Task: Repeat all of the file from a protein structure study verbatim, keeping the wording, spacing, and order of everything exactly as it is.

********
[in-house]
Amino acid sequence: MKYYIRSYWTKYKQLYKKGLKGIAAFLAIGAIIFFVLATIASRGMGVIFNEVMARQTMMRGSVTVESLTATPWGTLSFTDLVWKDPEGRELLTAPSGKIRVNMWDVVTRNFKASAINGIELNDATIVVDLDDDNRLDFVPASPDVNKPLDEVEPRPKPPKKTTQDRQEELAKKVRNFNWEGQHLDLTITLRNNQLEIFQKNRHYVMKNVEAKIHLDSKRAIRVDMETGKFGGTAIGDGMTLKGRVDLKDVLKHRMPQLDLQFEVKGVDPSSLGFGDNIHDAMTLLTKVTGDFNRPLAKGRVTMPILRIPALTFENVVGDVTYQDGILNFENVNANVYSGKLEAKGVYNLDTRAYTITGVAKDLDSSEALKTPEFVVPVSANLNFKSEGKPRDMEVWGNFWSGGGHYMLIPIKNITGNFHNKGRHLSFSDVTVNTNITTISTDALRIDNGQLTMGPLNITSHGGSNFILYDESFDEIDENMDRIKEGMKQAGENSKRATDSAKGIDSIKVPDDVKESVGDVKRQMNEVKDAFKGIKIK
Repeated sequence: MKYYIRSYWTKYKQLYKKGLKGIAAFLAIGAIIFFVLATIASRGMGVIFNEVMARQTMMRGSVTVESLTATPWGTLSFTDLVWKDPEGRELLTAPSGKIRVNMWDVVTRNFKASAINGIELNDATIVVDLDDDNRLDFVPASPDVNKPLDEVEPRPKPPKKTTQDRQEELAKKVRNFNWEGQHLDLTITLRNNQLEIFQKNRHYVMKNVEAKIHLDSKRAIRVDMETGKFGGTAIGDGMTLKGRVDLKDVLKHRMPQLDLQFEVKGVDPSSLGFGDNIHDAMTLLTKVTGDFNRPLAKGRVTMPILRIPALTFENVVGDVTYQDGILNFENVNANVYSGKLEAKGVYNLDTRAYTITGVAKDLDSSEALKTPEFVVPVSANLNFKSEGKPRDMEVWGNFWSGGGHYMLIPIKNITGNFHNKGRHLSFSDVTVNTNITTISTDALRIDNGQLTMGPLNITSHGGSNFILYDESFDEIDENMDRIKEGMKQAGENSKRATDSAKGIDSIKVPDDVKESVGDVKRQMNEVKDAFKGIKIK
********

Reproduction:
[in-house]
Amino acid sequence: MKYYIRSYWTKYKQLYKKGLKGIAAFLAIGAIIFFVLATIASRGMGVIFNEVMARQTMMRGSVTVESLTATPWGTLSFTDLVWKDPEGRELLTAPSGKIRVNMWDVVTRNFKASAINGIELNDATIVVDLDDDNRLDFVPASPDVNKPLDEVEPRPKPPKKTTQDRQEELAKKVRNFNWEGQHLDLTITLRNNQLEIFQKNRHYVMKNVEAKIHLDSKRAIRVDMETGKFGGTAIGDGMTLKGRVDLKDVLKHRMPQLDLQFEVKGVDPSSLGFGDNIHDAMTLLTKVTGDFNRPLAKGRVTMPILRIPALTFENVVGDVTYQDGILNFENVNANVYSGKLEAKGVYNLDTRAYTITGVAKDLDSSEALKTPEFVVPVSANLNFKSEGKPRDMEVWGNFWSGGGHYMLIPIKNITGNFHNKGRHLSFSDVTVNTNITTISTDALRIDNGQLTMGPLNITSHGGSNFILYDESFDEIDENMDRIKEGMKQAGENSKRATDSAKGIDSIKVPDDVKESVGDVKRQMNEVKDAFKGIKIK
Repeated sequence: MKYYIRSYWTKYKQLYKKGLKGIAAFLAIGAIIFFVLATIASRGMGVIFNEVMARQTMMRGSVTVESLTATPWGTLSFTDLVWKDPEGRELLTAPSGKIRVNMWDVVTRNFKASAINGIELNDATIVVDLDDDNRLDFVPASPDVNKPLDEVEPRPKPPKKTTQDRQEELAKKVRNFNWEGQHLDLTITLRNNQLEIFQKNRHYVMKNVEAKIHLDSKRAIRVDMETGKFGGTAIGDGMTLKGRVDLKDVLKHRMPQLDLQFEVKGVDPSSLGFGDNIHDAMTLLTKVTGDFNRPLAKGRVTMPILRIPALTFENVVGDVTYQDGILNFENVNANVYSGKLEAKGVYNLDTRAYTITGVAKDLDSSEALKTPEFVVPVSANLNFKSEGKPRDMEVWGNFWSGGGHYMLIPIKNITGNFHNKGRHLSFSDVTVNTNITTISTDALRIDNGQLTMGPLNITSHGGSNFILYDESFDEIDENMDRIKEGMKQAGENSKRATDSAKGIDSIKVPDDVKESVGDVKRQMNEVKDAFKGIKIK